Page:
Heaven Scent

I remember the feel of his hair, wiry from the side effects of the immunotherapy treatment. I remember the smell of his pillow. I remember how as he became weaker, thinner, he wanted a beanie cap to keep his head warm. Thus began the transferring of the aroma of him, the molecules of his essence, to one hat after another rather than to the pillow, which in any case was now with him on the couch rather than in our bed. I threw away all of the linens we owned the morning of his death. I couldn’t bear to nestle into them ever again, those sheets so reminiscent of the lovers we had been and could be no more. I washed for the last time all of his beanies and put them away, intending to donate them come fall. 

A few days ago, as I searched for my own wool hat on the first day of cold New York City weather, I took the beanies out of the drawer one by one. It is a commonplace that smell is the most primal of our senses, the one most associated with nonverbal memory. I held each cap to my nose, trying to conjure him, trying not to lose that essence of him, hoping to imprint him deeper into my animal brain, so that even his death could not sever our physical connection. The smell was still there, if faint, or perhaps, imagined. I wanted more.

I walked to the closet where his flannel shirts still hang and buried my face in the one I most associated with him, an LL Bean plaid lined in fleece. Dan was always cold, even before he got sick. Before cancer, before dysphagia, before a trache tube, he had been a voracious eater. I used to laugh that he had the metabolism of a teenager, burning his calories so fast that he needed these many layers to stay warm. My tears fell as I buried my face in this remnant of a life gone too soon. Were they tears of sadness? Joy at the memory of him in better times? Pity for a widow consoling herself like a toddler with her comfort object? Does it matter? 

I deposited the beanies in a plastic bag already overstuffed with his dress shirts and a few of my own castoffs. In a burst of resolve, I marched the four blocks to the Salvation Army Family Store on 96th Street. Always a bit worn down at the heels, now the storefront’s corrugated metal rolling shutter was padlocked. Spray paint advised that the store was closed permanently. I started to cry. Determined to follow through, I walked two blocks to another charity donation site and left the bag, exiting quickly before I could change my mind. 

Waiting for the light to change at the corner of 96th Street and West End Avenue, I felt Dan’s presence, his scent in my nostrils, his voice in my ears. 

“You’re going to be alright,” he said. 

I shook my head no. 

“Yes, yes you are.” He sounded so sure. “You can do this.”

“Please just walk me home, please don’t go!”  I said under my breath as I waited at the busy intersection for the walk sign to appear. 

Photo by Min An on Pexels.com

Just as the light changed, I felt heat rise from my chest to my face. Was I going crazy thinking that my dead husband was speaking to me? As I threaded my way through the crowds of schoolchildren and their parents exiting from PS 75, I replayed over and over what I had heard, what I had felt, what I thought had happened in those brief moments. Back in my apartment, I took off my coat and hung it in the closet. Then I removed my hat and pressed it to my face. It smelled of Dan. Was it a miracle? A hallucination?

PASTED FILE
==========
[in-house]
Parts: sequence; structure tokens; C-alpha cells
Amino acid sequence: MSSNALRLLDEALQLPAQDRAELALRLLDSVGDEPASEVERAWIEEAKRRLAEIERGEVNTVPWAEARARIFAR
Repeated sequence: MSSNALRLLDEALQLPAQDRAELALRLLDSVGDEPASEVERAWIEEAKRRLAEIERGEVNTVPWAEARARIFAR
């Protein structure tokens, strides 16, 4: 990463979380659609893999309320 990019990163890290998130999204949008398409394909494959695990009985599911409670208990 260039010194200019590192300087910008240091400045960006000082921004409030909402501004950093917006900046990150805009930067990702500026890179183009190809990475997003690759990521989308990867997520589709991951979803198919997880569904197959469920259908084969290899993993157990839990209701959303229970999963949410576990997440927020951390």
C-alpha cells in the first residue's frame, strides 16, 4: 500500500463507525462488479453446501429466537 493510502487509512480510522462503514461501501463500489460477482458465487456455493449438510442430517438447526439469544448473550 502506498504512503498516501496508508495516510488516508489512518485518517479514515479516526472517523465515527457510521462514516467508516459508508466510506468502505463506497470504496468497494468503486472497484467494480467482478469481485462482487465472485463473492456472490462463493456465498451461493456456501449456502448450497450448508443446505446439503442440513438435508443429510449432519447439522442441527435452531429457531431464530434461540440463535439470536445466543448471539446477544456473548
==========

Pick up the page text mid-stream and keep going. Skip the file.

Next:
“But you don’t believe in those things,” I told myself. “There must be a rational explanation.” 

Shaking, I reminded myself that my hat had been stored for six months in a drawer with his beanies, so of course it could have acquired their odor. The flush in my cheeks began to subside. Logic had prevailed.  Or so I thought. But maybe, just maybe, this bit of animal memory was heaven scent. Which is true? Does it matter?

35 thoughts on “Heaven Scent”

  1. Conversations with my departed husband and his commentaries still come and go for me, almost four years later. So do unusual visitations from other beings. I sobbed one night because I’d never hold his hand again and the next day a gorgeous red dragonfly landed on my hand and remained absolutely still for 10 minutes. Of course it was him. Or not. And why not? I still have his last pair of brand new pajamas from the final time he went to the hospital though he never wore them when he came home to die. I brought them with me from NY when I moved into an assisted living facility in Ohio. I never wear them but…His audial voice is always welcome and nourishing and less poignant but always a spark of Love when I need it most. Thanks as always for your wonderfully written words.

    Liked by 1 person

    1. Oh I so relate to everything you say here. I am reminded of a few words of wisdom someone shared with me: “A life may end, but a relationship lives on.” Indeed, and in sometimes mysterious ways. Such a ping ponging between absence and presence, yes?!


  2. I am so glad you had that experience, that sense of Dan with you, reassuring you that you’d done the right thing with his hats and clothes and would be okay. Only your feelings about it matter; who cares what anyone else might think? I talk to thunderheads because they spark vivid memories of my father. Crazy? Maybe, but it brings me comfort.

    Your story is beautiful, and beautifully written.

    Liked by 1 person

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